COHEN, SWOFF - Zagare, Lithuania


Romania SIG #Romania Marcel Rosenfeld died on the Struma - Brick Wall Help #romania

Joel Ives
 

Lisa;

I maintain a database of the victims of the Struma tragedy since I had
relatives aboard the ship, namely, Itic and Sophia IANCU or JANCU. I have
no information about Marcel ROSENFELD except that he was 15 years old at the
time of his death and the was no one else aboard the Struma with this
surname. I have a hunch that his parents were not poor since the tickets
were relatively expensive. I guess there is a story as to why a 15 year old
was traveling without his parents or siblings, if he had any!

There is no database of Struma victims I'm aware of that lists cities where
individuals came from. I would suggest you get a copy of the book, "Death on
the Black Seas" by Douglas Frantz and Catherine Collins. This gives the
best account of the story of the Struma and has a complete listing of those
who died. There are other books; some written in Romanian, Hebrew and some
in English and many articles where you might get lucky and find additional
information about Marcel.

There was also an HBO documentary by Simcha Jacobovici but this could prove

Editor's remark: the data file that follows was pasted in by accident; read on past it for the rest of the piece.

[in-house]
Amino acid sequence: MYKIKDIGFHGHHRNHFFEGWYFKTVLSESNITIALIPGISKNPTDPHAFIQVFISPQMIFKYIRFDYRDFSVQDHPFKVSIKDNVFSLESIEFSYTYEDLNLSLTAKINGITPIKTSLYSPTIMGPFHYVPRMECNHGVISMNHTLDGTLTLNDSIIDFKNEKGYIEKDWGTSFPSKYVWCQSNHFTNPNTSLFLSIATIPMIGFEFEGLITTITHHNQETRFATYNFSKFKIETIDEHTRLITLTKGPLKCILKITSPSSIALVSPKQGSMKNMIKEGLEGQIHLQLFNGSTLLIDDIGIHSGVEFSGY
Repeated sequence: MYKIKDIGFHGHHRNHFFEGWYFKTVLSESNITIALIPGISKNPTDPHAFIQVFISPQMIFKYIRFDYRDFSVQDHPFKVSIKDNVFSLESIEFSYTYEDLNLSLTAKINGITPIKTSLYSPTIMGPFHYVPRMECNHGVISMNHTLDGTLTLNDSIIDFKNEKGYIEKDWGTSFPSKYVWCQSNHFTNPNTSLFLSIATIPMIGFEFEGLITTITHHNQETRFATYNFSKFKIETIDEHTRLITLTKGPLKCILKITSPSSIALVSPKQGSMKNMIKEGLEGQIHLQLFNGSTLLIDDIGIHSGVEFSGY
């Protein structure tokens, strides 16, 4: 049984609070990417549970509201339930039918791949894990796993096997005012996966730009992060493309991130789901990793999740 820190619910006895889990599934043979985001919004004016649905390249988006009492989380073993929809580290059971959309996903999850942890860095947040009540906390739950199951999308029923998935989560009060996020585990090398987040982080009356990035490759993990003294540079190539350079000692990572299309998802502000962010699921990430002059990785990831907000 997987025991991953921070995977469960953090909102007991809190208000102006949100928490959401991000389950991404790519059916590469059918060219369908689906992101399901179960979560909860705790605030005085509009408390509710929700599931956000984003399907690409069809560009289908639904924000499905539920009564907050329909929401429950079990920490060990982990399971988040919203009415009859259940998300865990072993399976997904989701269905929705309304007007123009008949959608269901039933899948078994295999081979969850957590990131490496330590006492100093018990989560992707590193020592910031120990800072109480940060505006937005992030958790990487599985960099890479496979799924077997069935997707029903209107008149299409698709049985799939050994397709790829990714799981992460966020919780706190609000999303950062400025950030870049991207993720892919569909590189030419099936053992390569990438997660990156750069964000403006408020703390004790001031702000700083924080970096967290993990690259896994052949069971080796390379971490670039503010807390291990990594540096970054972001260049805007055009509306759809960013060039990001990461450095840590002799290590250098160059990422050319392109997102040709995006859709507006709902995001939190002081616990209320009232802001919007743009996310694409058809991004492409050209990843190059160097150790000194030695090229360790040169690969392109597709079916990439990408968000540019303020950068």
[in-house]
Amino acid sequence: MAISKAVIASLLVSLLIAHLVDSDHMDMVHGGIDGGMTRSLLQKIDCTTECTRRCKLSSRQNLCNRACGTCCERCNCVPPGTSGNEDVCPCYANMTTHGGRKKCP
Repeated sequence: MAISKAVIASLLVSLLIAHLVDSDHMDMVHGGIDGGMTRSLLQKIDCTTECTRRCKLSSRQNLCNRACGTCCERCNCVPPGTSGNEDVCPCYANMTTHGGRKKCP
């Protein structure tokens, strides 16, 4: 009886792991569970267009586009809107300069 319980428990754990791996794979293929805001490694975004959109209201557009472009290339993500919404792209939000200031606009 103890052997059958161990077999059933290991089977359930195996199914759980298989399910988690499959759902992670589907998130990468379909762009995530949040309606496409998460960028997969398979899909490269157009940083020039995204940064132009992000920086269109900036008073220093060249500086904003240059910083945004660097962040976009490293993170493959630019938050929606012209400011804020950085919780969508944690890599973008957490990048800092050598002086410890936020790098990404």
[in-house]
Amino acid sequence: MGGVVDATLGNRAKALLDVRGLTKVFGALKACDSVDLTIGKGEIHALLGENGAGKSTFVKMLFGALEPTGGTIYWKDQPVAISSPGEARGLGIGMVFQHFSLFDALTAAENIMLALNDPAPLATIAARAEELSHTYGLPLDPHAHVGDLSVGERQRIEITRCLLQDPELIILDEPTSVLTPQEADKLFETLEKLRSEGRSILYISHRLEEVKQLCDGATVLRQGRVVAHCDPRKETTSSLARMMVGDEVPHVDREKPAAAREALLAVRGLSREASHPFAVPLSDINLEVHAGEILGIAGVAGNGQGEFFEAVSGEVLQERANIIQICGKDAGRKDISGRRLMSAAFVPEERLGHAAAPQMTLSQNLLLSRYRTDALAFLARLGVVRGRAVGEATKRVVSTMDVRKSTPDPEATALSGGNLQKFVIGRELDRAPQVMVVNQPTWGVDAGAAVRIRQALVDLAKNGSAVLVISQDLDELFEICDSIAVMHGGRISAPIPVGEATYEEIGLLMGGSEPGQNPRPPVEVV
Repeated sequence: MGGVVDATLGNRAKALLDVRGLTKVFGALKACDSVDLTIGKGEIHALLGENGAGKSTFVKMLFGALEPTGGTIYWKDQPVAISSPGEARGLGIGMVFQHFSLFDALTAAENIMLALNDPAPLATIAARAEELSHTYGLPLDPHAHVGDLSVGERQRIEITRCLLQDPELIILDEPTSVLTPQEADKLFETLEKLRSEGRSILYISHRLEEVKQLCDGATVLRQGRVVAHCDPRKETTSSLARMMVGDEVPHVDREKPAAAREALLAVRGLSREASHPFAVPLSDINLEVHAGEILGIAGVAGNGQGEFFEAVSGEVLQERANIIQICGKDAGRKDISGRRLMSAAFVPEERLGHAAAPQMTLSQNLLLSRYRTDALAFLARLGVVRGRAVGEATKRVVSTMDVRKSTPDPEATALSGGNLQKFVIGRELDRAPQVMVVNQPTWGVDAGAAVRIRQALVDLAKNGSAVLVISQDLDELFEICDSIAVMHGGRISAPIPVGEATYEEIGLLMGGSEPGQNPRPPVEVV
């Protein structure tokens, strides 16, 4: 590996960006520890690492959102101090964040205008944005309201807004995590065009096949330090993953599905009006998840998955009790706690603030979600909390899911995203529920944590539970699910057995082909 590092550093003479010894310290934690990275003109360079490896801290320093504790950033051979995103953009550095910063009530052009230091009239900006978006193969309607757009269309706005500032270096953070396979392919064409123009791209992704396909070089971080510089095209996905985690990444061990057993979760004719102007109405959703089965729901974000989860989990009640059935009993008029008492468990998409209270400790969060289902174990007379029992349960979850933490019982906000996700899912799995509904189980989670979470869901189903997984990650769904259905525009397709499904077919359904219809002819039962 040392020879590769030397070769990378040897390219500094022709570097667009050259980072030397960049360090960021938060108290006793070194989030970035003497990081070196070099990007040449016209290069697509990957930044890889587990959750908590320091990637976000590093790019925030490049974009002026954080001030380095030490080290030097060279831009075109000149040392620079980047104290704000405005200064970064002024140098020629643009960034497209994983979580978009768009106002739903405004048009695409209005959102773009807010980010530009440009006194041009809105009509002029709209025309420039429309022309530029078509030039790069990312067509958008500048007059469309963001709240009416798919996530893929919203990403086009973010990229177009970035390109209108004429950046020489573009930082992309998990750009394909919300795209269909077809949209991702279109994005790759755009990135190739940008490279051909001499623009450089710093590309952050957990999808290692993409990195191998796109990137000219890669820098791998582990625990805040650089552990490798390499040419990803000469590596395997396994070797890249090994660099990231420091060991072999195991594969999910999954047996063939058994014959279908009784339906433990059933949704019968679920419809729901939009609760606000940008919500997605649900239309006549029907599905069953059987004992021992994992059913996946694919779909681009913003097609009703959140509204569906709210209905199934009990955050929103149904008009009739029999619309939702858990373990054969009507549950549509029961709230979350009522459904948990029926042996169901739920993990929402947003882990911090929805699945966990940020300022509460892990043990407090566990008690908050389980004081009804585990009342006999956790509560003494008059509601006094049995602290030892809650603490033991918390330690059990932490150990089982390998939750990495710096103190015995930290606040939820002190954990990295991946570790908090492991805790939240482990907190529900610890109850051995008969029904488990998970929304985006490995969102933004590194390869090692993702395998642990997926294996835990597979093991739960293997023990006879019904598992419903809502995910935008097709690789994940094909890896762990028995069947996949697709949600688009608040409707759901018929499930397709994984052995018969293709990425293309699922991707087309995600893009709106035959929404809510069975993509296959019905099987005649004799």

to very difficult to get a copy of. I am mentioned in the credits of the
book and the HBO documentary since I supplied my research notes. Good luck
in your search, I've added you to my database.

Joel Ives
Fair Lawn, New jersey

...She also filled one out for Marcel Rosenfeld, listing him as a cousin as
well.
Marcel Rosenfeld died on the Struma.

I've considered perhaps finding a biography of the Struma victims that
might be
able to tell me where Marcel Rosenfeld was from.

Thanks,
Lisa Cohn
ROSENFELD, LITMAN, COHN - Romania (Botosani, Novoselitsa, Chernovitz)
COHEN, SWOFF - Zagare, Lithuania


Political Terror--Shot in Moscow: Individuals from throughout the USSR #ukraine

Marilyn Robinson
 

http://mos.memo.ru/